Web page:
Washer Woman (The Bean Nighe)

Washer Woman (The Bean Nighe)

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The blade is not mine.

Or it was not. I have taken it so now it is mine as much as my worn shoes, battered hat and thread-bare coat, which I draw more tightly over my prize as I creep beyond the edge of town.

Never have I held something so fine, encrusted with gems, hilt and sheath. A blade the length of my hand, of a silver that casts back the moonlight as I pause to admire it.

A horse whinnies from back beyond the last lamp lining the road out of town. Ahead of me the cobbles turn to ruts along the hillside that wander into the woods.

I do not want to enter the woods, no more than I want to face my pursuers. The trees are black in the night. They reach for me as I shuffle closer. I know dawn will come soon. The faintest touch of silver would banish the demons. But I dare not linger and risk meeting the owner of the blade.

I could not hope to explain my hunger. He would only ask why I had not taken the bread instead. I cannot puzzle out an answer even for myself. I had entered the inn with no money, only a hope for some pity. Instead, I endured glares from the start. My filthy shirt, once clean and white, was enough to earn their reproach. I might once have felt the same…before I was starving.

I saw the bread on the nearest table, the steam nearly tickled my nose. I reached for the loaf even as my eyes alighted on the blade lying beside it. Such a precious thing with which to slice bread.

Rather than the heat of the crust beneath my palm, I felt the studded handle. Then I fled. Amidst angry shouts, I fled like a thief.

My fingers close about the sheath now. I am a thief. No matter the reason. But the bread would have tasted so good. At least the proof of my crime would hide safe in my belly.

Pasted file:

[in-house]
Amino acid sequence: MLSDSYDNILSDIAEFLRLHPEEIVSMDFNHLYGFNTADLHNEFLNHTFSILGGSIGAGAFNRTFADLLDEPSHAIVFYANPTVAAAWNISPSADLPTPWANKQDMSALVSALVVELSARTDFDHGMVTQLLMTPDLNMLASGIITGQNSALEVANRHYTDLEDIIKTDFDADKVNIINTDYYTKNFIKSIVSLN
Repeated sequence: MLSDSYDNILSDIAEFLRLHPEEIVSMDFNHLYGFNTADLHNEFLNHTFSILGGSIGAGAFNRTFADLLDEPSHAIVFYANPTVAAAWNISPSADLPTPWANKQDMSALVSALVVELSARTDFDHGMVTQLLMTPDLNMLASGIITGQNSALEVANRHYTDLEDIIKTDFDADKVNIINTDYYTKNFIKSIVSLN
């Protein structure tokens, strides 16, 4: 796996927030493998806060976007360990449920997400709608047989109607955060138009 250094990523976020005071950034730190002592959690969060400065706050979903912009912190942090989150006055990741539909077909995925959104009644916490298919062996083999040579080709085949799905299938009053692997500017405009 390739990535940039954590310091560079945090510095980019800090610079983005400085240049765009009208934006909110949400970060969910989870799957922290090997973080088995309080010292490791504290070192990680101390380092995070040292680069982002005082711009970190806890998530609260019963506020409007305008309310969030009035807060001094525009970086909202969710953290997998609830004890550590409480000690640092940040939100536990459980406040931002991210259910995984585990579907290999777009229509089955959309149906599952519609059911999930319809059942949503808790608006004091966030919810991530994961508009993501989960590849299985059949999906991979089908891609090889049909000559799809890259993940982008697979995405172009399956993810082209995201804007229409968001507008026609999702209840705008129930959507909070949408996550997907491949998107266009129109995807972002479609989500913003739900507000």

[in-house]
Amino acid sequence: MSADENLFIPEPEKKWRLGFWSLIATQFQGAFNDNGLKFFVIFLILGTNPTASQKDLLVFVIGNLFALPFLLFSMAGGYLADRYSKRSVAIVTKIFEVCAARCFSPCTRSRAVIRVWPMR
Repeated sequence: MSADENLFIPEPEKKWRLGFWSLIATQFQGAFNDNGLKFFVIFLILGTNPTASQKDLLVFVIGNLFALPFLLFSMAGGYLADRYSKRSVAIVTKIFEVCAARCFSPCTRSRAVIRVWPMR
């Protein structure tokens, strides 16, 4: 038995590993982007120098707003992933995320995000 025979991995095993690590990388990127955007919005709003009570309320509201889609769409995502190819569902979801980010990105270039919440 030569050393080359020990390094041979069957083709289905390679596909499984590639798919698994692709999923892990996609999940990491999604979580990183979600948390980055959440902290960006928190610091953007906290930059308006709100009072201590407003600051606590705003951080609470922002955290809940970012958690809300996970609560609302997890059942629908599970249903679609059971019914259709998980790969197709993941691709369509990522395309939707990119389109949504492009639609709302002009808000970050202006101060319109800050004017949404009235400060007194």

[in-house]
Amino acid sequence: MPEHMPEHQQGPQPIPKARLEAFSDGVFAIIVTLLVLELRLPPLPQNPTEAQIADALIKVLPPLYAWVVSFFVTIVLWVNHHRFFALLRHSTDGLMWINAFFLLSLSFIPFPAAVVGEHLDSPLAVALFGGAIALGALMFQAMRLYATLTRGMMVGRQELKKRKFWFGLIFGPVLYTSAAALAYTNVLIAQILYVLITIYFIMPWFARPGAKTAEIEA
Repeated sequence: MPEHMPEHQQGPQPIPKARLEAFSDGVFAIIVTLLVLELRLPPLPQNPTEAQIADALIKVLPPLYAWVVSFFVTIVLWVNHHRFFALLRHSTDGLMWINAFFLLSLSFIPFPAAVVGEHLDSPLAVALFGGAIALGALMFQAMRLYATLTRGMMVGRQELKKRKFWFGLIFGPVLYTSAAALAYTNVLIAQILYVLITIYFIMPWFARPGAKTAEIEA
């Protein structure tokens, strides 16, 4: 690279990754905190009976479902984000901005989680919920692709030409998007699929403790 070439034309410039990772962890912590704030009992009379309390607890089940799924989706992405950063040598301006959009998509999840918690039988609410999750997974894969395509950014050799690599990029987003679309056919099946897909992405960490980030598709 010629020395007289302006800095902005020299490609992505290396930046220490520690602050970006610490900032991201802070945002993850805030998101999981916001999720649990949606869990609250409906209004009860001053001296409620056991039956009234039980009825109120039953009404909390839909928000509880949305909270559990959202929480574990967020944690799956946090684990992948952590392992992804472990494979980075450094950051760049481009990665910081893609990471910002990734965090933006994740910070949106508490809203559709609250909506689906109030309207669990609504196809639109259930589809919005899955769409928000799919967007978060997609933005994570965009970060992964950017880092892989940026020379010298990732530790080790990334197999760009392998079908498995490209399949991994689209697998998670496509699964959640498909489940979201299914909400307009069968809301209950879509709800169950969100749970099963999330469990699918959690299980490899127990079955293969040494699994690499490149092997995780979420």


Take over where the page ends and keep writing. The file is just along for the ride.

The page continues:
I hear the horse again and the yowl of a dog, but fortune is with me. Even as the first wet leaves brush my skin, I can see a sliver of light along the horizon. My heart beats more freely as I make for the stream. Birdsong quiets the buzzing of night insects. I can almost hear the gurgle of water. Then I see it tumbling over flat stones. I could cross it with a few quick hops, barely wetting my shoes. But I will follow it downstream instead, after I rinse the sweat and fear from my neck.

I take only one more step. I see her before I can take another. she stands, bent over in the stream. She does not see me.

How swiftly my new-found sense of peace flies away. I cannot be seen. This washer woman could sing a song of a lone traveler through the woods.

I sink back into the brush, staring at the shift that covers her crooked back. she is old. Her hair falls in white sheets over her shoulders and hides the curve of her face.

I must sneak away. I am no brute to harm an old woman.

Her work is harsh for she beats at the cloth on the stone, oblivious of my presence. She plunges it into the flow, shaking it about like a dog with its teeth on a rabbit’s neck. She draws it out, heavy with water, and holds it up to inspect.

The sleeves of her shift slide down in a wet bunch around her arms as she holds them aloft. They are strong and firm. Not bony as I would think. And now that she stands upright in the stream, the curve of her back appears natural and even youthful.

I do not know what other garments lay in the basket perched on the stone beside her, but she has done a fine job with the shirt she holds. Much like my own rag, but a brilliant white. Perhaps the one I wear now was once as white, but it has been ages since I had another to replace it.

The washer woman is not as satisfied with her work as I am. I see her shake her white locks in distaste before she plunges the cloth again.

I glance down at my own shabby garments. What will she think of me if she sees me? How many times would she want to dunk me into the water before she felt sure that I was clean?

But she cannot see me. She works diligently. She has no attention to spare for me. I can slip away easily…yet I have not done so. I stand here still watching her work. She scrubs at the cloth for a long time under the rushing water. She moves with a grace that hardly befits her mundane task.

I am moving now, but not into the brush that would hide her from my view. Instead I advance on the stream. The shirt she draws out is so exceedingly bright it hurts my eyes in the new-morning light.

Still she shakes her head. I can see no flaw in her work. I nearly say so before I stop myself from calling out. Now she turns the shirt in her hands to inspect the front.

I stop. She stands a mere ten yards away, calf deep in the stream. Now I see the spot she works so hard to remove. The front of this shirt is not so clean.

A broad swath of red blooms on the breast and runs down to trickle into the water from the hem. My eyes go wide at the sight. It runs in thick rivulets, undiluted by the wash of the stream. It is as if the shirt bleeds itself even now.